How are you parents with little ones with autism doing?
I was at Sam’s Club the other day – we needed some oranges and apples. I decided to grab a bag of rice for good measure. I had wanted to do order pickup, but they wouldn’t let me order almond milk, so had to go in the club.
Once I got home and was putting groceries away, I realized that we are down to one spare box of Honey Nut Cheerios. And I remembered noticing that there were absolutely no boxes of Honey Nut Cheerios at Sam’s Club – usually there are pallets. We have plenty of other food in the house, but my autistic son has had a bowl of Honey Nut Cheerios for breakfast every morning since he was old enough to have Cheerios for breakfast. That’s a little over 17 years!
That made me immediately start praying for all of you with young kids with autism. I remember how I always had to have the exact right brand and exact right flavor of that brand to make sure that my son would eat. When a food manufacturer made the smallest change to a product, my son would be able to detect it immediately, refusing to eat the altered edible.
When he became four years old it was a little easier to cajole him to try new foods. We were able to bribe him with computer time. Also, he was old enough to understand feeling hungry. I could tell him, “Well, you don’t have to eat this, but you are going to be hungry.” That, thankfully, often got him to at least try a newly updated variety of food that he used to like.
Praying for miracles for you! Praying that you can find that pack of their must-have food. And praying for miraculous growth in your little one’s ability to be flexible and in your ability to patiently cajole.
I am not looking forward to helping my son figure out a new breakfast routine in a week or so if I can’t find more Honey Nut Cheerios. But he has learned how to move on, after a moment of freaking out. So hopefully it won’t be too bad!
And remember, God knew that you and your child would be on earth at this time. He will help you through it. He has great plans for you and your child, and all of us!
Ok, so when I wrote my post in November using my autism as a way to explain why we should also treat gender dysphoria as a disease, not just a state of being, I had no idea that a larger than normal percent of people with autism also struggle with gender dysphoria. Just google it and you will find a lot of information out there.
Of course, the information is being used as proof that gender dysphoria is also genetic because autism is genetic. People are being told that this just means that we need to support autistic people in their gender dysphoria.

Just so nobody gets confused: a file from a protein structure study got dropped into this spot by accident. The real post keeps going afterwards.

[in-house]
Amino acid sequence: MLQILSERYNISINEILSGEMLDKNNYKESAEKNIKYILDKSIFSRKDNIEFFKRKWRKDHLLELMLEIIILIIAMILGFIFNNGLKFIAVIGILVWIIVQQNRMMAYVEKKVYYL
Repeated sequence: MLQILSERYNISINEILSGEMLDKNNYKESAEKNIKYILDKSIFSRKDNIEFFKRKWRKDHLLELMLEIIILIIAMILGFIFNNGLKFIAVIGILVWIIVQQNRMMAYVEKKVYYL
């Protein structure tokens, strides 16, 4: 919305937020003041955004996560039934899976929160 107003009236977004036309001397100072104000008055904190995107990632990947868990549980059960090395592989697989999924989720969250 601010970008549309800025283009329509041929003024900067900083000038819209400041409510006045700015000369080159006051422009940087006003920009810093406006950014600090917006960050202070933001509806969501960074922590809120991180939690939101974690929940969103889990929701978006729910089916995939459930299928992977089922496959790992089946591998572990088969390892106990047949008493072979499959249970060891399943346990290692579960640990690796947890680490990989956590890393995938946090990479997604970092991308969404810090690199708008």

But I propose something different – something that would have been the norm not so long ago – that this is another indication that gender dysphoria comes into people’s lives as part of something else that is not right in their lives, that it is not a state that a healthy person chooses to live in.
Again, as someone with autism, who has had to struggle through some gender dysphoria myself, I am here to say that gender dysphoria is the symptom of some other problem in a person’s life.
With proper understanding of who God has created you to be all dyphoria goes away. Only a joyful expectation of what He has in store for you remains. Yes, like Job, sometimes there is pain and suffering involved in that path, but, also like Job, greater blessings than you can ever imagine await!
Last night I had my teenage son help me prepare supper. We were making Chicken Étoufée, so there was a lot of: cook this for a while, then add this and cook it some more, then add this other thing, etc, all while stirring continuously.
At one point, I was stirring, and asked him to add the next set of ingredients. He picked up the container of diced vegetables and tipped it over the pan. He then started to jab at the mirepoix with his rubber scraper, flicking little bits of it at a time into the roux.
“You could turn your scraper to more efficiently…,” I began. Then I heard the giggling and saw how the mini vegetable bombs were just missing my stirring hand, the container trying to get into rhythm with arm.
“You turned this into a video game, didn’t you?” Louder giggling. “OK, just be more careful not to get it on the neighboring burners – stoves are a lot of work to clean!”